Clinical Edge

Summaries of Must-Read Clinical Literature, Guidelines, and FDA Actions

Cannabis for the Treatment of Chronic Pain

Ann Intern Med; ePub 2017 Aug 15; Nugent, et al

Cannabis may alleviate neuropathic pain among adults but is also associated with an increase in adverse mental health effects, according to limited evidence from a recent systematic review. The review examined the benefits of plant-based cannabis preparations for treating chronic pain in adults and the harms of cannabis use in chronic pain and general adult populations. Among the findings:

  • In 27 chronic pain trials, cannabis may alleviate neuropathic pain (low-strength evidence) but there was insufficient evidence in other pain populations.
  • According to 11 systematic reviews and 32 primary studies, harms in the general population studies include increased risk for motor vehicle accidents, psychotic symptoms, and short-term cognitive impairment.
  • Adverse pulmonary effects were not seen in younger populations.
  • Evidence on most other long-term physical harms, in heavy or long-term cannabis users, or in older populations is insufficient.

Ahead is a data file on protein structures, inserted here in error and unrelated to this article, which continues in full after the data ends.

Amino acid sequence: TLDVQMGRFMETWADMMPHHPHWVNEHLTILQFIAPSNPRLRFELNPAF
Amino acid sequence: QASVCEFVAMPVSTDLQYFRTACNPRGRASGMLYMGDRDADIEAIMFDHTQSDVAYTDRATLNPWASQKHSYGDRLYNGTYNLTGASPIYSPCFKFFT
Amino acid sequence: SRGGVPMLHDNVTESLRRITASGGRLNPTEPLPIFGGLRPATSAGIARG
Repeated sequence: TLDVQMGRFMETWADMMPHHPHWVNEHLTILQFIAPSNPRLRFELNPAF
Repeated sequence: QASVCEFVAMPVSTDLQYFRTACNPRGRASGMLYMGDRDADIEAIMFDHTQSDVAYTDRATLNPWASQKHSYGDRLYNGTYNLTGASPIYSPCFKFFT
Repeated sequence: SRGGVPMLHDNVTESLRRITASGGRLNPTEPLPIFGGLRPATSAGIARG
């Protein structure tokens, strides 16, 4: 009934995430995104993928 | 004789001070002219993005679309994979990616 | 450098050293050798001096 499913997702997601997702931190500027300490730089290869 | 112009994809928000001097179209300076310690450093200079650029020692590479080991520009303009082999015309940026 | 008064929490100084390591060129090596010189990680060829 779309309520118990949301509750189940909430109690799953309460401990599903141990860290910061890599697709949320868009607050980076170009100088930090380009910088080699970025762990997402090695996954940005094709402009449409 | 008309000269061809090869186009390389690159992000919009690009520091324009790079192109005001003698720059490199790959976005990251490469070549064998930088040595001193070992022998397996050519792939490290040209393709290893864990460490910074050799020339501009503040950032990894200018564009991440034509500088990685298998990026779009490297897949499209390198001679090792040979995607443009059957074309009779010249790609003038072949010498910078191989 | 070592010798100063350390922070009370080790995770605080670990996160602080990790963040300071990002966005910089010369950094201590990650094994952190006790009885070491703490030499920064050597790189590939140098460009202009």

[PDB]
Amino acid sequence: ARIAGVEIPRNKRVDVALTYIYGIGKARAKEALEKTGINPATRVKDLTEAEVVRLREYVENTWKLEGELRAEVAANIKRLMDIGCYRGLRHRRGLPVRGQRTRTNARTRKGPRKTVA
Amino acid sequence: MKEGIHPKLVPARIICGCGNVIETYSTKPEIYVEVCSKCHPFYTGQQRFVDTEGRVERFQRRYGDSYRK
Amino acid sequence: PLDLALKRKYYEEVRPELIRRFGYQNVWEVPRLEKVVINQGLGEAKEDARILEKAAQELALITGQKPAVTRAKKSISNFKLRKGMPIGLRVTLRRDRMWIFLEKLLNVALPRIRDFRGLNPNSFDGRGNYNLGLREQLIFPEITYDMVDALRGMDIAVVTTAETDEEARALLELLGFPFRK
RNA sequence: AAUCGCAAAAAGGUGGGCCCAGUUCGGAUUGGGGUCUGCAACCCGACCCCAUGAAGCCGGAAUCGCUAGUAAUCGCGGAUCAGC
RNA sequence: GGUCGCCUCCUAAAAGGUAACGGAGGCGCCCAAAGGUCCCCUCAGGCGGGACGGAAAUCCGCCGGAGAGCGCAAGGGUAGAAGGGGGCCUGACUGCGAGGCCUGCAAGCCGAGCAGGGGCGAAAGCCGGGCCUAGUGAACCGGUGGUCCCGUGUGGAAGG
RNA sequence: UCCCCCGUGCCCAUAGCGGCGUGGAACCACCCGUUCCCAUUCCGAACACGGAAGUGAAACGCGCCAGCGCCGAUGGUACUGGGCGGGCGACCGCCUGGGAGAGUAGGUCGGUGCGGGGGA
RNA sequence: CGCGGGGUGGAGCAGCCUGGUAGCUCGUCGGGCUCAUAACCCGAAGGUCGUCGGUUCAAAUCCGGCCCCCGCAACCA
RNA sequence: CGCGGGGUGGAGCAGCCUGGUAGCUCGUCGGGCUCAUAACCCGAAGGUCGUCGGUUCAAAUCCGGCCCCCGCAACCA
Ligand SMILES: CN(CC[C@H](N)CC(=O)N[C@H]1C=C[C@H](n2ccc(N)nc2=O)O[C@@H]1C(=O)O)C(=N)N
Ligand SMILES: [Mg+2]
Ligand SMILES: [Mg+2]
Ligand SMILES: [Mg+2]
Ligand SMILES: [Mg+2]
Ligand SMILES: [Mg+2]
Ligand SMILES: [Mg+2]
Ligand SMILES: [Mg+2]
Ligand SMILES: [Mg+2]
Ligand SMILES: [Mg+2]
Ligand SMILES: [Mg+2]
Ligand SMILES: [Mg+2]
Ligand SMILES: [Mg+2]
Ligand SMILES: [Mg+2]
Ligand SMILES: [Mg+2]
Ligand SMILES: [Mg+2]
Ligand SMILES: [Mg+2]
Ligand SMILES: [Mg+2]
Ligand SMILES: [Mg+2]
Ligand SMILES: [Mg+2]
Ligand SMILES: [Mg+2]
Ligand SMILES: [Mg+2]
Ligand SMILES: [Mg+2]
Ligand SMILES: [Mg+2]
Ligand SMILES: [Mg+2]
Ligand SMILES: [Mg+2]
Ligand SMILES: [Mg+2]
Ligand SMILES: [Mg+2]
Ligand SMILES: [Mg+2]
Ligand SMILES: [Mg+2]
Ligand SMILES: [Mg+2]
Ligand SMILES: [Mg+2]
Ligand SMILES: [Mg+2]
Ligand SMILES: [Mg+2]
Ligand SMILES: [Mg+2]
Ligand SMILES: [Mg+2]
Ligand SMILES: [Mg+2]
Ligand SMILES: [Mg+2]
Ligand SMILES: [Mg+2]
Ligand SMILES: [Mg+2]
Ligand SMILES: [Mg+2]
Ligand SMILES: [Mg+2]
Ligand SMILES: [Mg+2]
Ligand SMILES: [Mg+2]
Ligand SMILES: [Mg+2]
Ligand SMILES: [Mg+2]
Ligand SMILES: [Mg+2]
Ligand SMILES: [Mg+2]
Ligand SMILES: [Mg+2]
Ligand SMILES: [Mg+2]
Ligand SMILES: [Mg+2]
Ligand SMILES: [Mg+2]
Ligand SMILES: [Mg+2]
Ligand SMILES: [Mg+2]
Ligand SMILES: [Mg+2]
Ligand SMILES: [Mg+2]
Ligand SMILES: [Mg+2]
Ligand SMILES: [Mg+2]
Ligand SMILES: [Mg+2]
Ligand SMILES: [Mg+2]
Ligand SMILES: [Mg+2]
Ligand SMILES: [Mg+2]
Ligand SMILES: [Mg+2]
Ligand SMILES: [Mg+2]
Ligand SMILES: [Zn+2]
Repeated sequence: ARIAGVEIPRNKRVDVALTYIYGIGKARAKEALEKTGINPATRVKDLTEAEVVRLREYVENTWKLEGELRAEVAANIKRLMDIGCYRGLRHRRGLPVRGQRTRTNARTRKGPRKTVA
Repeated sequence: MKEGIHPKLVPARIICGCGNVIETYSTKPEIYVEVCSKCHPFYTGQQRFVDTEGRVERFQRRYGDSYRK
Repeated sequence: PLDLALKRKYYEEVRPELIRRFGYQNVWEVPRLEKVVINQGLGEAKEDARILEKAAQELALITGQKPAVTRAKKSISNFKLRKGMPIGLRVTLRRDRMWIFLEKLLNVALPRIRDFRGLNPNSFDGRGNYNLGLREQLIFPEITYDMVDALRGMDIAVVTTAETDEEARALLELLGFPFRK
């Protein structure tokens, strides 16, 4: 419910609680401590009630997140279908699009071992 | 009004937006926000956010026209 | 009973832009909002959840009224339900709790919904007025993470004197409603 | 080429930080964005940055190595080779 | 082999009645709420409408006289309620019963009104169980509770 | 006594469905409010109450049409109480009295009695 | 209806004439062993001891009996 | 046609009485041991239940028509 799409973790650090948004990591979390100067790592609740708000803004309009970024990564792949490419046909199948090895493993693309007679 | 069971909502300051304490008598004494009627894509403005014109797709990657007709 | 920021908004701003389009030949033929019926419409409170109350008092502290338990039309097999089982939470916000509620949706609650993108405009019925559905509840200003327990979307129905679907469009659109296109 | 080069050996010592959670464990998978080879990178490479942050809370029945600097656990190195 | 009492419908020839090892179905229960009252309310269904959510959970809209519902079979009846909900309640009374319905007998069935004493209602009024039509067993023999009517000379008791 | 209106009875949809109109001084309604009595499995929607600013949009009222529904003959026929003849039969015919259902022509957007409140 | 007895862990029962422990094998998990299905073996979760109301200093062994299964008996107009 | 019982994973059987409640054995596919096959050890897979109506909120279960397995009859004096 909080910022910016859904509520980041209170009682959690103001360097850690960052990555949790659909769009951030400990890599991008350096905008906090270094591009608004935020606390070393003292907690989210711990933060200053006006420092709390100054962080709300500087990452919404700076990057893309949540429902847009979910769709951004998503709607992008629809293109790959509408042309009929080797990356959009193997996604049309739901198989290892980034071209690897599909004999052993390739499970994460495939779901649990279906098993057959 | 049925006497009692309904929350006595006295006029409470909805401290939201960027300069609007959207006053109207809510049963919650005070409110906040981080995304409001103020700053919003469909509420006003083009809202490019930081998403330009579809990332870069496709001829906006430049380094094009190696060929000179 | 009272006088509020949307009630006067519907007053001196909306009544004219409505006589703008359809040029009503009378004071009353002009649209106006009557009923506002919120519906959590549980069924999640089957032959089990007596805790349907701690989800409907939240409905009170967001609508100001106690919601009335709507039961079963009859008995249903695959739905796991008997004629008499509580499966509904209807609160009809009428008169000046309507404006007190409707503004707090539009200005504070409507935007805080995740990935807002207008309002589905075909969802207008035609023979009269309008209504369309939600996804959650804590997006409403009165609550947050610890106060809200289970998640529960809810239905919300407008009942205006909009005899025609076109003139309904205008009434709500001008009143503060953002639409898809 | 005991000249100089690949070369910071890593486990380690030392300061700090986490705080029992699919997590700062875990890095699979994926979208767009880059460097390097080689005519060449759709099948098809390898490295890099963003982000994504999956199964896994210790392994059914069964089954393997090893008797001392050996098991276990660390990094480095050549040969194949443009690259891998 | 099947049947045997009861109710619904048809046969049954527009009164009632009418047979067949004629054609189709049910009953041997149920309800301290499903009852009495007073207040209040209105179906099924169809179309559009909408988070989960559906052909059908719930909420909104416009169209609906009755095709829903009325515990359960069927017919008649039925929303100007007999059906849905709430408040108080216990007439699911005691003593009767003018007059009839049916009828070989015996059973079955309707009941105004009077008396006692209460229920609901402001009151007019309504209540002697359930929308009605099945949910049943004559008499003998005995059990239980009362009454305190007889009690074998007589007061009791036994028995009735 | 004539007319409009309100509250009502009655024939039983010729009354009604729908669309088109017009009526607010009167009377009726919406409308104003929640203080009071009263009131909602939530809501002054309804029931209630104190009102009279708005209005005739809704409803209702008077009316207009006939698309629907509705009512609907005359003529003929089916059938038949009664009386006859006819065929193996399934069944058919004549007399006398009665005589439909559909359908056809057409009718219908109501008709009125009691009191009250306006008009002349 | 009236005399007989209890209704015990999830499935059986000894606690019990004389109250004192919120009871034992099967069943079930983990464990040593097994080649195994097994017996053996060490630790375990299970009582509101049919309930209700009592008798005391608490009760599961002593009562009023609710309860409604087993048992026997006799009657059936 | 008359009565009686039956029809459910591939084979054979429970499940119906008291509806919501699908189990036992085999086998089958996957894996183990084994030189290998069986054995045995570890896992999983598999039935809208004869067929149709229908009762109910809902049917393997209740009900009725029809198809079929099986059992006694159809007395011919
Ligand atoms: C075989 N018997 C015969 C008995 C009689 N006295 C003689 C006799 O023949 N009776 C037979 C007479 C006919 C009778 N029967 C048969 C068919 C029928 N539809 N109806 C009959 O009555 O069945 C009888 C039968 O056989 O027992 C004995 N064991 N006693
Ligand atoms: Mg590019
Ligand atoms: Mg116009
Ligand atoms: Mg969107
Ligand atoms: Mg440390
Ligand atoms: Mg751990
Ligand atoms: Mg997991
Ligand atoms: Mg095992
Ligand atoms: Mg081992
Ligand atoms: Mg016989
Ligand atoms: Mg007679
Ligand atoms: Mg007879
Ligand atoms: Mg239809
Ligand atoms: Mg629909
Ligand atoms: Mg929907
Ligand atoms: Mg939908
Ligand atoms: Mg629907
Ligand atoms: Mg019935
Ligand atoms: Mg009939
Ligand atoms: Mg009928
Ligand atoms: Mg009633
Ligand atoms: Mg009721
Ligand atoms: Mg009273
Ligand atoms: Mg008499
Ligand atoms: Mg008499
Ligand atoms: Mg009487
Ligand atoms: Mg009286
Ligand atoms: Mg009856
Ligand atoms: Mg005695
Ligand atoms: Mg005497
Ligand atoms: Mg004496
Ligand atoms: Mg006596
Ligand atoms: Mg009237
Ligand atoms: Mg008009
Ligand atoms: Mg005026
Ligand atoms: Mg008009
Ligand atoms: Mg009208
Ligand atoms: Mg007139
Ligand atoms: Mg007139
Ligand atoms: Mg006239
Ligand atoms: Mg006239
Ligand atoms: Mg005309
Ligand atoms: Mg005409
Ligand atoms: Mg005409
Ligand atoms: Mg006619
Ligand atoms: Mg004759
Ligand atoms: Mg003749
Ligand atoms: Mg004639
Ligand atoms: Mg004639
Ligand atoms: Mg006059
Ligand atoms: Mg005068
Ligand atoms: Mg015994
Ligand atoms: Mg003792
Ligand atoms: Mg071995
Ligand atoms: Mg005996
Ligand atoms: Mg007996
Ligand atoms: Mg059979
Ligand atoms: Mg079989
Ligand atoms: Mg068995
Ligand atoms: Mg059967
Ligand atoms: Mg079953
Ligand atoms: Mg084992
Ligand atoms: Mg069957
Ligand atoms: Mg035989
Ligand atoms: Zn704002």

Nugent SM, Morasco BJ, O'Neil ME, et al. The effects of cannabis among adults with chronic pain and an overview of general harms: A systematic review. [Published online ahead of print August 15, 2017]. Ann Intern Med. doi:10.7326/M17-0155.


Twenty-eight states have legalized cannabis for medical use, so understanding the efficacy and safety of cannabis use is of increasing importance.1 Over half of all patients who seek cannabis for medical use do so for the relief of chronic pain.2 This review shows that cannabis may have some efficacy for pain, but that the evidence suggests only a mildly beneficial effect on pain, and that the available evidence is drawn from low-quality studies. We also see an increased risk of motor vehicle accidents and cognitive impairment. In thinking about this new treatment, it is likely that the direct effect of cannabis is less than that of other traditional pain medications, so should not take the place of more carefully studied pain medications, but instead may have a place for selected patients as an adjuvant treatment for pain. —Neil Skolnik, MD

  1. National Conference of State Legislatures. Marijuana overview. Accessed May 19, 2017.

  2. Ilgen MA, Bohnert K, Kleinberg F, et al. Characteristics of adults seeking medical marijuana certification. Drug Alcohol Depend. 2013;132:654-659. doi:10.1016/j.drugalcdep.2013.04.019.